Endotoxin differentially modulates the basolateral and apical sodium/proton exchangers (NHE) in enterocytes

Selma Cetin, Joshua Dunklebarger, Jun Li, Patricia Boyle, Orkan Ergun, Faisal Qureshi, Henri Ford, Jeffrey Upperman, Simon Watkins, David J. Hackam

Research output: Contribution to journalArticle

31 Citations (Scopus)

Abstract

Background Maintenance of enterocyte activity during extracellular acidosis requires functional sodium/proton exchangers (NHE), which are present at both basolateral and apical surfaces. Necrotizing enterocolitis is characterized by systemic hypoperfusion, metabolic acidosis, and the apical to basolateral translocation of endotoxin (lipopolysaccharide [LPS]). We hypothesized that LPS differentially impairs NHE activity at the basolateral or apical domains of enterocytes, leading to cellular acidification, and explored the mechanisms involved. Methods Experimental necrotizing enterocolitis (NEC) was induced in newborn rats using a combination of gavage feeds and hypoxia. NHE isoforms were assessed in primary and cultured enterocytes by Western blot analysis and by confocal microscopy in the presence or absence of LPS. NHE activity was detected by single-cell fluorescent ratiometric imaging with the use of the pH-sensitive dye 2′, 7′-bis-(2carboxyethyl) -5-(and-6)-carboxyfluorescein. Results In both NEC and control rats, NHE1 was basolateral and NHE3 was apical. A similar distribution was observed in polarized IEC-6 cells. LPS caused a dose-dependent reduction in basolateral NHE1 activity in IEC-6 cells, but had no effect on apical NHE3 activity. This effect could not be accounted for by reduced expression or impaired plasma membrane localization of NHE isoforms. Strikingly, LPS-mediated NHE1 impairment caused marked cytoplasmic acidification under conditions of extracellular acidosis, whereas functional NHE1 maintained cytoplasmic pH homeostasis in control cells. Conclusions LPS selectively impairs basolateral NHE1 but not apical NHE3, leading to cytoplasmic acidification during extracellular acidosis. This effect could mediate impaired enterocyte function after LPS translocation and suggests a mechanism leading to barrier disruption in NEC.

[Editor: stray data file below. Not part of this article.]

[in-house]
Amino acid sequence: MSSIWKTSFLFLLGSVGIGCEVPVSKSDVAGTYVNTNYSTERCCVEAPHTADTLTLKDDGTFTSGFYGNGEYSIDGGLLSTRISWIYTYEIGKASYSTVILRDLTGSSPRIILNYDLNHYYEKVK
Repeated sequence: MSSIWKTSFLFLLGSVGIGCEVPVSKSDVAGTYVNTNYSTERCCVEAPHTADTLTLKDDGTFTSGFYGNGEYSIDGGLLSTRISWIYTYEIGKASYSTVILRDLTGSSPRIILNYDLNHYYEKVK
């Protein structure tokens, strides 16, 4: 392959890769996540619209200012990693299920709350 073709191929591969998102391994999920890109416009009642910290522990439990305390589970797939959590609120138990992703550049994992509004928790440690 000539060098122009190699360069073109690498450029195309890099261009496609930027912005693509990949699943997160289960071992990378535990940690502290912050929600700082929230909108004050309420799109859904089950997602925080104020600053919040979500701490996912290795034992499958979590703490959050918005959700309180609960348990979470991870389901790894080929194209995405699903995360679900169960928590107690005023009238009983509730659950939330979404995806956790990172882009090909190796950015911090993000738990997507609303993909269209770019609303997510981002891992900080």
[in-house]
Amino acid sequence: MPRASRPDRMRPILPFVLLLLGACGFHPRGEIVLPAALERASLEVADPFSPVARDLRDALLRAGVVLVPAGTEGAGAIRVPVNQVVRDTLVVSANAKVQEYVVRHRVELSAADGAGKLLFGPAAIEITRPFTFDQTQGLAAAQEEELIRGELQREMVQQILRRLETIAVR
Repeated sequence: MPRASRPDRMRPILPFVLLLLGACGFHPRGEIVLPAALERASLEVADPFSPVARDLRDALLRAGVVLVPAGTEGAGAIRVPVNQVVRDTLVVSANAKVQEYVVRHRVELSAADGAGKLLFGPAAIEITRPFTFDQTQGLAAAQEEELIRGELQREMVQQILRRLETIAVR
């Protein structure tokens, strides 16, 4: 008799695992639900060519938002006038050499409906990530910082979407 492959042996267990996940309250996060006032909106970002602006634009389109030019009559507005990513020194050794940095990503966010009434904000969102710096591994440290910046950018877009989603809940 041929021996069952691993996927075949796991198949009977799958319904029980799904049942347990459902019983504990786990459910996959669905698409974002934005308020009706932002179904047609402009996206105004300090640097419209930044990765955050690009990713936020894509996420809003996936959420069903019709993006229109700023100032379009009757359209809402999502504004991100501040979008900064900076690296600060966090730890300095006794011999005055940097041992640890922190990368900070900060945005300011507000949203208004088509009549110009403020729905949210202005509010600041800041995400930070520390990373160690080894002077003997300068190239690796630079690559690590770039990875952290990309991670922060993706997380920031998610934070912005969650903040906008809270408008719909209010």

Original languageEnglish (US)
Pages (from-to)375-383
Number of pages9
JournalSurgery
Volume136
Issue number2
DOIs
StatePublished - Aug 1 2004

Fingerprint

Enterocytes
Endotoxins
Lipopolysaccharides
Protons
Sodium
Necrotizing Enterocolitis
Acidosis
Protein Isoforms
Confocal Microscopy
Homeostasis
Western Blotting
Maintenance
Cell Membrane

ASJC Scopus subject areas

  • Surgery

Cite this

Endotoxin differentially modulates the basolateral and apical sodium/proton exchangers (NHE) in enterocytes. / Cetin, Selma; Dunklebarger, Joshua; Li, Jun; Boyle, Patricia; Ergun, Orkan; Qureshi, Faisal; Ford, Henri; Upperman, Jeffrey; Watkins, Simon; Hackam, David J.

In: Surgery, Vol. 136, No. 2, 01.08.2004, p. 375-383.

Research output: Contribution to journalArticle

Cetin, S, Dunklebarger, J, Li, J, Boyle, P, Ergun, O, Qureshi, F, Ford, H, Upperman, J, Watkins, S & Hackam, DJ 2004, 'Endotoxin differentially modulates the basolateral and apical sodium/proton exchangers (NHE) in enterocytes', Surgery, vol. 136, no. 2, pp. 375-383. https://doi.org/10.1016/j.surg.2004.05.013
Cetin, Selma ; Dunklebarger, Joshua ; Li, Jun ; Boyle, Patricia ; Ergun, Orkan ; Qureshi, Faisal ; Ford, Henri ; Upperman, Jeffrey ; Watkins, Simon ; Hackam, David J. / Endotoxin differentially modulates the basolateral and apical sodium/proton exchangers (NHE) in enterocytes. In: Surgery. 2004 ; Vol. 136, No. 2. pp. 375-383.